Alysha Curtis, of Nayland College, asks :-
Is everything science?
John Campbell, a physicist with interests in the application of science to archaeology and works of art, responded.
No. There are a lot of creative arts which aren't science, or at least wont be until we understand all the details of how the human brain works.
Science usually starts out by humans observing what is around us. We then try to group ideas together into a theory which is open to testing to see if it can be proven false. Once we have confidence in the theory it is taken to its most simple statement and used to make predictions which can be tested by experimentation. For example, Einstein used aspects of his theory of relativity to determine that mass and energy are the same thing. He determined that the exact relationship is E = mc$^2$, one of the most simple but most profound of all physical relationships. (c is the speed of light.)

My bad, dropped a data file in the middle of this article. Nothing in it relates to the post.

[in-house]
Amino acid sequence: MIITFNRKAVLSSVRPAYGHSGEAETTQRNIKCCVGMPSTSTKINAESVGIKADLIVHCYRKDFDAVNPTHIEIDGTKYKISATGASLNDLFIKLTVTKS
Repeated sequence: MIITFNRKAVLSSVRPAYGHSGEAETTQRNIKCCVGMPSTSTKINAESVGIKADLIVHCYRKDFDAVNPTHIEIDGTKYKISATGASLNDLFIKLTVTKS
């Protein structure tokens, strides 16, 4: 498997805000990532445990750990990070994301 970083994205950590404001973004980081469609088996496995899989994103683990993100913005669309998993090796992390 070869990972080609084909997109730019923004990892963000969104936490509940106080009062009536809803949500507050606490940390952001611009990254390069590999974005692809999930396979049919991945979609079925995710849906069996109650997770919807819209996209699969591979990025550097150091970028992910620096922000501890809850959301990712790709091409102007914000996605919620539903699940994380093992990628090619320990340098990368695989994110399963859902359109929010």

In each creative art currently there is usually an aspect of science. For example, an artist needs a scientist to produce stable pigments, an ice-dancer has an advantage if he/she knows the essentials of rotational mechanics and a good potter should know something of the chemistry of glazes. Shakespeare's works probably have no science in their creation but a Mills and Boon novel can be written to a formula. A knowledge of the frequency with which letters of the alphabet occur in normal writing gives a basis for breaking simple codes.